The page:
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LITTLE BALKANS CHRONICLES

Autobiography of Laurence Paul Wilson, part 3

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This week continues Laurence Wilson’s memoir with his school and pedaling papers experiences in Girard. — J.T.K  

 

My first six years of grade school were spent at Lowell which was six blocks from our house on Summit. It was an easy walk to and from school. I remember many happy experiences walking to school with white students who lived in the same area such as: Keith Winger, Willard Mead and Ralph and Dave Shivner. And then there were my brothers and sisters: Harold, “Cin,” Jessie and Chuck. 

These were happy times indeed. I especially remember one teacher Miss Whitehead. I liked her. She was nice and taught First Grade so my introduction to school was good. I also remember Miss Schwab. She was very strict, but still O.K. I do not know how it happened, but Girard was blessed with good teachers. From First Grade to high school I never ran across a poor teacher. My learning progressed normally. I was neither smart nor dumb somewhere between a “B” or “C” although the older I got I seemed to improve.   

When I reached Sixth Grade I had to leave Lowell and go clear across town to Emerson. All sixth graders in town had to do this. To this day I do not understand why the only Sixth Grade in town was at Emerson. The other grade school in town was Whittier. Their sixth graders, too, had to attend Emerson. Emerson was O.K. The principal Mr. Davis was alright. 

Seventh and Eighth Grades were junior high school which was housed inside Girard High School on Summit. Physical Education was a joy. We had an activity period and I joined a harmonica club and learned to play it fairly well. Sometimes, during the activity period, our homeroom teacher read to us and acquainted us with the world’s great art, music and literature. I remember being almost swept off my feet by these revelations. Her reading to us from Hansel and Gretel and The Silver Skates got me interested in reading.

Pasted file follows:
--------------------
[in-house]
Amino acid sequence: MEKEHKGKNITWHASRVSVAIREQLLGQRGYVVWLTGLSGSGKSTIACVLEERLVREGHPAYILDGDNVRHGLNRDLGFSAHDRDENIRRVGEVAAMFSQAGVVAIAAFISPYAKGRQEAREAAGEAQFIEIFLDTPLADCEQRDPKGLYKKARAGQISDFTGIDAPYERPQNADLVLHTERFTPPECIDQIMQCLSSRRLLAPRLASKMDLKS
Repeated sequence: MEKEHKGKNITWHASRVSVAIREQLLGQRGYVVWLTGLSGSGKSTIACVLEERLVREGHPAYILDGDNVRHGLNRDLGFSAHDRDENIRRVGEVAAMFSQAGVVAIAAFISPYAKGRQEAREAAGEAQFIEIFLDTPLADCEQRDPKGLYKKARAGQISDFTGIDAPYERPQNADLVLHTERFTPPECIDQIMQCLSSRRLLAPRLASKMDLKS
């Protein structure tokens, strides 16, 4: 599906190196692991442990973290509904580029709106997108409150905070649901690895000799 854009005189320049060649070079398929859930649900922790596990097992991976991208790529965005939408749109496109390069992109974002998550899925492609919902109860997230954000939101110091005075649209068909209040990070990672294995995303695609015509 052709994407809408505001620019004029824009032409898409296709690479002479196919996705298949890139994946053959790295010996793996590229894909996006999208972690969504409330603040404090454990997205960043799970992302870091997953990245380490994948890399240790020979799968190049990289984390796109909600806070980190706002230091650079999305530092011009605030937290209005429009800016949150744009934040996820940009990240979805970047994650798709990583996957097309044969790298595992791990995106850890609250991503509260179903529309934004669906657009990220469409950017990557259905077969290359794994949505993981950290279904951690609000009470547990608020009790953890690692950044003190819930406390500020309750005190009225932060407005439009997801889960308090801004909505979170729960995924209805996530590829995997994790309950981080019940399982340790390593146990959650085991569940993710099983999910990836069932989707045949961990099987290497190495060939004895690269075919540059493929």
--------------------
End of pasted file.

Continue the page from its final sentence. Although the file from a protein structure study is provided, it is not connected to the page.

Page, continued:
I got a card at the library in town. It was quite a fine library for such a small town. The librarian, Miss. Carpenter, was a lovely woman who had been a former teacher. She was overjoyed to help you find books you wanted. I still have great interest in reading and have read all of the Great Books of the western world and hundreds of others.   

I also learned to play the alto saxophone which I borrowed from my brother Huey. Huey and his brother-in-law Charlie Lane taught me to play. I learned to play it fairly well, but never did anything with it. Perhaps the fingering did help me to become the expert typist I became in high school. I have had very little association with art beyond the classic artists and paintings. I could never draw so art did not appeal to me.